Threat Intelligence, Malware, Network Security, Vulnerability Management

Microsoft Windows 8 will ship with built-in anti-virus

Microsoft will ship the next major release of its Windows operating system with built-in anti-virus (AV) software, a move that is garnering mixed reactions from the security community.

Windows 8, expected to be released during the third quarter of 2012, will come bundled with functionality from Microsoft Security Essentials (MSE), a program that is currently offered as a separate, free online download to protect against viruses, spyware and other malicious software. Microsoft on Tuesday released a preview of the new operating system (OS) to developers during its BUILD conference in Anaheim, Calif.

“We have made many investments in security in Windows 8, building upon the work done to improve security in Windows 7,” a Microsoft spokeswoman said in a statement sent to on Wednesday. “All of these investments give us great confidence that Windows 8 will be the most secure operating system we've produced.”

The move to include AV in Windows 8 is a positive step for security, but will undoubtedly be a “regulatory hot button” issue, Neil MacDonald, a Gartner vice president and research fellow, who attended the BUILD conference, told on Wednesday.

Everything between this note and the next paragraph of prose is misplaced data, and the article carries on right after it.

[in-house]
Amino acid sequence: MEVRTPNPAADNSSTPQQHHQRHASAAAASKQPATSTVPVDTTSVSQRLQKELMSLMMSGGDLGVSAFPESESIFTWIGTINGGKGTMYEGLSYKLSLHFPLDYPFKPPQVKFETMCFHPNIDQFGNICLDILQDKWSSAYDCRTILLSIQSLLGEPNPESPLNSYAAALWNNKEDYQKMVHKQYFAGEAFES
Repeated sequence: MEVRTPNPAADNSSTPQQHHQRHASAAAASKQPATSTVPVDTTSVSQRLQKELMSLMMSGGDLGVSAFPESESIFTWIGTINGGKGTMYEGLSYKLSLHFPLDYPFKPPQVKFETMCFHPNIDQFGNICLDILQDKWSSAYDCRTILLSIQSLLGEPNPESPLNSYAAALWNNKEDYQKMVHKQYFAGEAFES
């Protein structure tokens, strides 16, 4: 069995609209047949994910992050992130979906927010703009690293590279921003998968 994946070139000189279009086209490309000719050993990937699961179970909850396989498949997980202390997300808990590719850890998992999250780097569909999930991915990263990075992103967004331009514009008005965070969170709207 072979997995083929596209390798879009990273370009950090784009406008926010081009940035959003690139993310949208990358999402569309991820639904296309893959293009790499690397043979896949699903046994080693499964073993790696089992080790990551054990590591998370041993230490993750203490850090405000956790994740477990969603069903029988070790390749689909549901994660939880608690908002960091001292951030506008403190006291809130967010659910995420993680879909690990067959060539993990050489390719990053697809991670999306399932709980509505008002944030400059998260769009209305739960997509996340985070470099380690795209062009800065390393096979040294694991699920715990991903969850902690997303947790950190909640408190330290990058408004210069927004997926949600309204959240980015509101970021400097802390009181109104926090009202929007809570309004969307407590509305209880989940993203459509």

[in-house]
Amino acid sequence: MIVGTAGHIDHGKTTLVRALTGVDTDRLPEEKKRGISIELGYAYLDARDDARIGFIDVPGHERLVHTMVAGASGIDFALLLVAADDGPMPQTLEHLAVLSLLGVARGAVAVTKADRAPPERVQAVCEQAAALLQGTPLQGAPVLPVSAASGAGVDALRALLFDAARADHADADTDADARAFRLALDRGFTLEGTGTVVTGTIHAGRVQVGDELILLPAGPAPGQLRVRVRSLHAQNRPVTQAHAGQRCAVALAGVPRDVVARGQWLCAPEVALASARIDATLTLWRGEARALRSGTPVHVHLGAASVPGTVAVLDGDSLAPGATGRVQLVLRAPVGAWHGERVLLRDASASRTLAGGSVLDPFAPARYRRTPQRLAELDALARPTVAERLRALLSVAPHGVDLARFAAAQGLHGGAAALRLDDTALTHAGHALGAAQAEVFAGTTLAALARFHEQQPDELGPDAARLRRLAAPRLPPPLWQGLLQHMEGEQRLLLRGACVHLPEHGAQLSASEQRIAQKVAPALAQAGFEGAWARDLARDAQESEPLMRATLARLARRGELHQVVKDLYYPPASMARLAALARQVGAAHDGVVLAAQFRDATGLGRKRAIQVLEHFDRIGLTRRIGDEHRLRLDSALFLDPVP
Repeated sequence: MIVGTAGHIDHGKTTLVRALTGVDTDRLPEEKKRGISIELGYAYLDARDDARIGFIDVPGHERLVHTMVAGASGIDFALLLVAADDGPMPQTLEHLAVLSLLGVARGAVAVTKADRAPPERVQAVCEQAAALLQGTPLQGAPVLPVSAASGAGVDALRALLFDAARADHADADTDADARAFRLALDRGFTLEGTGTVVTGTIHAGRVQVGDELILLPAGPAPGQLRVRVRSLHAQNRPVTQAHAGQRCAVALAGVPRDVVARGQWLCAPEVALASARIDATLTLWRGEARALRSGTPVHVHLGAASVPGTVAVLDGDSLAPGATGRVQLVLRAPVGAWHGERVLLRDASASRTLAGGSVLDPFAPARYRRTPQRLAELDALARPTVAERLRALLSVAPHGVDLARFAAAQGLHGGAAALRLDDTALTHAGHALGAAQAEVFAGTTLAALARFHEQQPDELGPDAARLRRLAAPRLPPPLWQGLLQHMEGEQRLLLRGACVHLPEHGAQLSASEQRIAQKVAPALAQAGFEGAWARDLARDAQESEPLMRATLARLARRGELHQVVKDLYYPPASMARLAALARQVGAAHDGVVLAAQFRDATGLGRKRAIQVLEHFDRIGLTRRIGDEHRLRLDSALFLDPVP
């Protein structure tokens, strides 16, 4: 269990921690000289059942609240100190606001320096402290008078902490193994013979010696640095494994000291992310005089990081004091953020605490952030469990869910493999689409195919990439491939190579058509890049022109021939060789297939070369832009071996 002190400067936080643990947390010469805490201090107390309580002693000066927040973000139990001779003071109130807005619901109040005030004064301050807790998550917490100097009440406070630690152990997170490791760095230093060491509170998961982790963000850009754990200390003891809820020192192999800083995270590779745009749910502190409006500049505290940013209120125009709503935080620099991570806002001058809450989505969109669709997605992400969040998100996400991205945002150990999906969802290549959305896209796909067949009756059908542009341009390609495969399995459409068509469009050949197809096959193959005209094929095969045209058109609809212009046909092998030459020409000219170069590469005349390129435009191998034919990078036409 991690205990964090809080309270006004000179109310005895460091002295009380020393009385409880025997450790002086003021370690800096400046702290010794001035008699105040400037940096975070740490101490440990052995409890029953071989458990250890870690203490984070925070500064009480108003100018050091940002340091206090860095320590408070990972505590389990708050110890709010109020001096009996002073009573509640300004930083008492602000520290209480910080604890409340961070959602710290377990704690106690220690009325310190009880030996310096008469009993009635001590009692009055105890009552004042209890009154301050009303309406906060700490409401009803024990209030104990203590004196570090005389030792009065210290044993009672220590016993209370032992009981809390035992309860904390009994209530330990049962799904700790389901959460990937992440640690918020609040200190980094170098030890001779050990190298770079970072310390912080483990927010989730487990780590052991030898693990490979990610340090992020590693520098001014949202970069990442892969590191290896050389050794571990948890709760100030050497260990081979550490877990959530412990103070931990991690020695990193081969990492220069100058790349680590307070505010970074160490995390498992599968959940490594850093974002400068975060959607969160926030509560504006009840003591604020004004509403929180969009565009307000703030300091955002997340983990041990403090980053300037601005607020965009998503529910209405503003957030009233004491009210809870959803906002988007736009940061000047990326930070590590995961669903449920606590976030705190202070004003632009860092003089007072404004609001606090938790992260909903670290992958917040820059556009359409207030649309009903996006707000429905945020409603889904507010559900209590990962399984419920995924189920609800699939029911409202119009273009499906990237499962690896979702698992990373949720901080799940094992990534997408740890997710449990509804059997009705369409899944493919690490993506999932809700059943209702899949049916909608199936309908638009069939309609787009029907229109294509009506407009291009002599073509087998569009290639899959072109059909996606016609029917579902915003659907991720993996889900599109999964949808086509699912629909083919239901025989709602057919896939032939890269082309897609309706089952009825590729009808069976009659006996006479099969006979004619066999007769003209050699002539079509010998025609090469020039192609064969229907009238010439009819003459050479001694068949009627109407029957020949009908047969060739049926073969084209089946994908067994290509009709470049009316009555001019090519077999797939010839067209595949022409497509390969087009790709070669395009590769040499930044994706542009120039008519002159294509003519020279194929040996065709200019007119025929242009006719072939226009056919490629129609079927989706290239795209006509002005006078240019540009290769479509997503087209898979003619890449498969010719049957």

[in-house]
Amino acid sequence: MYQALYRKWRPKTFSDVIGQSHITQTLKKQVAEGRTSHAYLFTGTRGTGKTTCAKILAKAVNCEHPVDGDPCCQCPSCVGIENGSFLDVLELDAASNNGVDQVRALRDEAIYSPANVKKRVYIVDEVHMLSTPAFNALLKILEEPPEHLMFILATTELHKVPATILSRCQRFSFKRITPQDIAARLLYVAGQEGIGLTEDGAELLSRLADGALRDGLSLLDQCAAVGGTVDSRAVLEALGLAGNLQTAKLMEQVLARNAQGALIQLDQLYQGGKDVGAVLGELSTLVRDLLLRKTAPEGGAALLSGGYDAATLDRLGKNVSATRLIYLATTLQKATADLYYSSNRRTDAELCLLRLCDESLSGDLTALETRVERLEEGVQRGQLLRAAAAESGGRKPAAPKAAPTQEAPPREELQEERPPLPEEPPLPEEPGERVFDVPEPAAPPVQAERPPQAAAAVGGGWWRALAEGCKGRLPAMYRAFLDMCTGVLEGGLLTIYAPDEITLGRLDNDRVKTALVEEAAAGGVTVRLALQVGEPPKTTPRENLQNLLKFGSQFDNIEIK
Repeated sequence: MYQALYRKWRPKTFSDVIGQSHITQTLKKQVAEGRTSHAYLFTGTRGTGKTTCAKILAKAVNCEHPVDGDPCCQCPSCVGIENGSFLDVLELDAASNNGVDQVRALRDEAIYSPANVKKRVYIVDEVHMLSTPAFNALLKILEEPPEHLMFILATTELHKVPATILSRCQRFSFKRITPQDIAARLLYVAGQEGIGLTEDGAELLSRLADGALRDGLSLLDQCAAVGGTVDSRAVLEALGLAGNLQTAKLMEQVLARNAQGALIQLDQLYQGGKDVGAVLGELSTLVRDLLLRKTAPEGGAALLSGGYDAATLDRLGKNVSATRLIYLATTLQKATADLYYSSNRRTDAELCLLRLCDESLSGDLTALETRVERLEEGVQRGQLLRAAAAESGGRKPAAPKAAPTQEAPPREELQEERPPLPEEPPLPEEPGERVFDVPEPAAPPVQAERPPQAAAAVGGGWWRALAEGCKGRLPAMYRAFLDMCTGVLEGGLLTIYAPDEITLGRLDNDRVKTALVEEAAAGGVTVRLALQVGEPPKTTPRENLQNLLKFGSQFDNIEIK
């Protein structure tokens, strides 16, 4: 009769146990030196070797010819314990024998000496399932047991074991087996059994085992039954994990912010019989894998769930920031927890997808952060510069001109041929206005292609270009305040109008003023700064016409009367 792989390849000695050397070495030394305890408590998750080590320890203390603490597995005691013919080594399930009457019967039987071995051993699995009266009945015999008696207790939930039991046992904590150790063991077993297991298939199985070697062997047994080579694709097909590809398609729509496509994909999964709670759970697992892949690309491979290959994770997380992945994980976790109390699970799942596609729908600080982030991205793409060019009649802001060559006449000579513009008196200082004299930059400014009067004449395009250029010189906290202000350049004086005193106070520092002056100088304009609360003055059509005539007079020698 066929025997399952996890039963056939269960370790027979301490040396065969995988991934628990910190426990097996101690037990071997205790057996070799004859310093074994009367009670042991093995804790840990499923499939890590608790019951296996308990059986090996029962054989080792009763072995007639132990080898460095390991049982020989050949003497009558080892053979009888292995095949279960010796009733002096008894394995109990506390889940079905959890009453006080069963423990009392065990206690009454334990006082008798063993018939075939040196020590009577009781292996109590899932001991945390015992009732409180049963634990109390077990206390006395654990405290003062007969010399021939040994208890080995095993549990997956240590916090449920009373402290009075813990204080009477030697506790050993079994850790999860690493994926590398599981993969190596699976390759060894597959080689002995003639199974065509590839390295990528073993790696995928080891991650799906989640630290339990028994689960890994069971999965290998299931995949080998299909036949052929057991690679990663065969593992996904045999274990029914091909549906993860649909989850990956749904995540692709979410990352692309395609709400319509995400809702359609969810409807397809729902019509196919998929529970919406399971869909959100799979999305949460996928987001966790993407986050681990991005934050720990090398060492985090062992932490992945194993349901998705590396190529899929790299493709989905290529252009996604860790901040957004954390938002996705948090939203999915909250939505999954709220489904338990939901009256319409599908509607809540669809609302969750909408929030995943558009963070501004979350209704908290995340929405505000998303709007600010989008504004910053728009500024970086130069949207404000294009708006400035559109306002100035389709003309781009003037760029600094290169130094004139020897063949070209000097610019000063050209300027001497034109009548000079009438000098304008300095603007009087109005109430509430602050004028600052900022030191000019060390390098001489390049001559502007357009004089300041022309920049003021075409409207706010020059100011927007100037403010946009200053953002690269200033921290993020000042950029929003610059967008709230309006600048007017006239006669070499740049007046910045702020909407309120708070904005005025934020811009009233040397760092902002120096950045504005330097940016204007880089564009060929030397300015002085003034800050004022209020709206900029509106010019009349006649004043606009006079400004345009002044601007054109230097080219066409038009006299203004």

“It tends to distort market competition when you include something [like AV] out of the box,” MacDonald said.

Graham Cluley, senior technology consultant at AV firm Sophos, in a blog post Wednesday, acknowledged that the change could improve security, especially since so many home computers are poorly protected.

Cybercriminals, however, will likely begin crafting their malware to evade Microsoft's scanner, he said. Also, the announcement is sure to be met with criticism from those in the AV market.

“I wouldn't be surprised if the legal eagles at rival security firms accused Microsoft of anti-competitive practices,” he said.

Microsoft has faced anti-trust issues in the past. Following a lengthy dispute, the Redmond, Wash.-based computing giant was forced to offer Windows users in Europe the option to choose an alternative web browser beyond Internet Explorer, which had been bundled in with the OS.

Meanwhile, Windows 8 will also include several other security enhancements, including “engineering system changes” to find and protect against system flaws, Microsoft said. Additionally, the platform will include a capability known as Secured Boot to help protect against malware-infected USB drives and other threats.

“What they continue to do is raise the bar in terms of baked-in security protections for the OS,” MacDonald said.

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